Price's time is now
OCT 22, 2013 7:56p ET
Managers hold people accountable. Bryan Price is now responsible for holding the Reds accountable. For the last four seasons he's done a good job of doing that with the team's pitching staff but Tuesday he was officially given the task of making sure all 25 players plus the coaches will be in step.
"I'll have a foot on the back of my own butt. That's just kind of how I do things," said Price following a press conference at Great American Ball Park.
Dusty Baker was fired as manager two days after the Reds lost in the NL Wild Card game at Pittsburgh, ending a disastrous final week of the season in which they lost six straight games after clinching a third postseason berth in four seasons on Sept. 23. The Reds won 90 games but much more was expected.
Much more will still be expected even if Price has never managed at any level of baseball before. He's always been a pitching coach since his playing days ended in 1989, but Price was the only person interviewed for this job by general manager Walt Jocketty and team president and CEO Bob Castellini.
"Managing is really managing people," said Jocketty. "Bryan has definitely demonstrated to us the last four years that he knows how to handle people and get them prepared to be the best as they can, the best people and the best players as they can."
The Reds' staff has ranked seventh, 12th, third and fourth in team ERA under Price since he arrived in 2010. It had finished 13th and 15th in 2008 and 2009. The Reds ranked third in the major leagues the last two seasons with a combined 187 wins and 3.36 ERA. In each of the last two seasons, Reds pitchers established club records for strikeouts while becoming the first staffs in Major League history to produce in consecutive seasons at least 6 pitchers with 100 strikeouts.
This season, Reds pitchers led the NL in strikeouts, their 17 team shutouts were the most since 1973, and the starters’ ERA of 3.43 was the staff’s best since 1974.
There has been accountability within the pitching staff from top to bottom.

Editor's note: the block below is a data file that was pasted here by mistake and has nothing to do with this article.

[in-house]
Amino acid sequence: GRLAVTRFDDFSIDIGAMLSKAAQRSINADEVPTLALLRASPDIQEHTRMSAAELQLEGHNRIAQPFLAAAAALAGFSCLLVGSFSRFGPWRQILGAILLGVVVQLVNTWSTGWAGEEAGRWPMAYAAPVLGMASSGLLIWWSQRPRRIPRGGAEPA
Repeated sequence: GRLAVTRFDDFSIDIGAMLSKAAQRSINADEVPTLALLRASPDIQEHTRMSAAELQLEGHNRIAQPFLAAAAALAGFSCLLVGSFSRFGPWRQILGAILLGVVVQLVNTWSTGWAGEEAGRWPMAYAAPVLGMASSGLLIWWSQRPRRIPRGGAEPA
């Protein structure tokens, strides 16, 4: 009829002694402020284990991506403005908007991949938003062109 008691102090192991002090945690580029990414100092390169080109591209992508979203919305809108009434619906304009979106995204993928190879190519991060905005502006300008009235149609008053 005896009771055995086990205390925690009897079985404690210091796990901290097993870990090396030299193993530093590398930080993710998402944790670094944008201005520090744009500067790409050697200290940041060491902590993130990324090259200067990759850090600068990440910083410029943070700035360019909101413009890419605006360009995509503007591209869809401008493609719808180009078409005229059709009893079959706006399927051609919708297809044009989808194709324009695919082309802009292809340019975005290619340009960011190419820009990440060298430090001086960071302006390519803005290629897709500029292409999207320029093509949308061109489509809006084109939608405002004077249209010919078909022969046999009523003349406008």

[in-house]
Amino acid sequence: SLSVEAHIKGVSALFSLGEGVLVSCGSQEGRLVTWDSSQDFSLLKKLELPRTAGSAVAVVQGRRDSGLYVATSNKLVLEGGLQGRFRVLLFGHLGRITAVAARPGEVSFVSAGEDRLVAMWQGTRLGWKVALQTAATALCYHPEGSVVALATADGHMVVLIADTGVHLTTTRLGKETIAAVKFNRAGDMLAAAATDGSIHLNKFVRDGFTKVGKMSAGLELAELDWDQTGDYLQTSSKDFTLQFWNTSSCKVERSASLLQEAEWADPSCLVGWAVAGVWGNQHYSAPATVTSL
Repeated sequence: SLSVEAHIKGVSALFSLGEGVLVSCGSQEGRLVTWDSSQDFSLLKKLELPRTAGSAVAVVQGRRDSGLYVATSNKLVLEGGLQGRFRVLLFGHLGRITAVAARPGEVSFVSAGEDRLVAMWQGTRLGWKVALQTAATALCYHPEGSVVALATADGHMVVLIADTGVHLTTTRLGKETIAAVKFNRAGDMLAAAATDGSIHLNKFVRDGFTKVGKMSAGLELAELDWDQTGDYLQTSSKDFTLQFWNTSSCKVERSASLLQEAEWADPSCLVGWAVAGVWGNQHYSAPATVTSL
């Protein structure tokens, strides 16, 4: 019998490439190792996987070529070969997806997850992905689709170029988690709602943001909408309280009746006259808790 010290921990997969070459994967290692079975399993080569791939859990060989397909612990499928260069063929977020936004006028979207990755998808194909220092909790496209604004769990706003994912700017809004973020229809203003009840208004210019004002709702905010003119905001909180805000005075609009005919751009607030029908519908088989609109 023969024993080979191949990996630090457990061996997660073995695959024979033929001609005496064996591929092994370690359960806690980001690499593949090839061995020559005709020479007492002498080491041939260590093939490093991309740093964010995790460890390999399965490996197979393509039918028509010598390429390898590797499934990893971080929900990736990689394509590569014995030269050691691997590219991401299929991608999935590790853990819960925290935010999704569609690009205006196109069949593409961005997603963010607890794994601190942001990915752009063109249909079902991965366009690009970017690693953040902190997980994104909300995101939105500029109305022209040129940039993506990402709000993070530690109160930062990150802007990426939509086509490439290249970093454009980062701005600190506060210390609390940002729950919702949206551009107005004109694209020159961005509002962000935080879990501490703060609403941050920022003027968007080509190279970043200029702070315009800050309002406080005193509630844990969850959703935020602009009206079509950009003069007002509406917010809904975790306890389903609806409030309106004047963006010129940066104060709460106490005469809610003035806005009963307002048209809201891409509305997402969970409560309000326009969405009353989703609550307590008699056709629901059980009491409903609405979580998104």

"I think first thing is to have expectations so you know what normal is supposed to look like," said Price. "When I talk about this I talk about this uniformly. I'm not talking solely about our players. We have an organization looking to take a step beyond where we've been and that's not just asking the 25 guys in the clubhouse to do better. That's going to be asking all of us to do better, myself included. This will be my first year as a major league manager. The expectation should be high."
It's hard to find fault with a team that wins 90 games, but that's the level the Reds are at these days. It had been 15 seasons in between postseason berths when Baker guided the team to the NL Central division title in 2010. The Reds were swept out of the first round by Philadelphia but that was so far above anyone's expectations the playoff loss was seen as a minor bump in the road.
The inability to get past that first round is now unacceptable. It'll be Price's job to get them deeper into the postseason. The organization has not played for the World Series championship since winning it in 1990.
"My parents taught me to be honest and direct and be forthright and to treat others as I want to be treated. That's what you guys (media) will get from me,” said Price. "However, there will be times on the field where that's not going to be the status quo. There's going to be times where guys need a shove every now and then. I don't mean that physically. And I've done that. It's never been a part of my coaching that has limited my ability to challenge people."
Price and Jocketty will spend the next couple of weeks putting together a coaching staff. Some could be back from Baker's staff, some won't. When the staff is finalized, they'll get to figuring out what to do with Aroldis Chapman – keep him as a closer or make him a starter? – and how to go about improving an offense that was lineup top-heavy most of the season.
Those things will come in time.
Price's time to assert his accountability started Tuesday.
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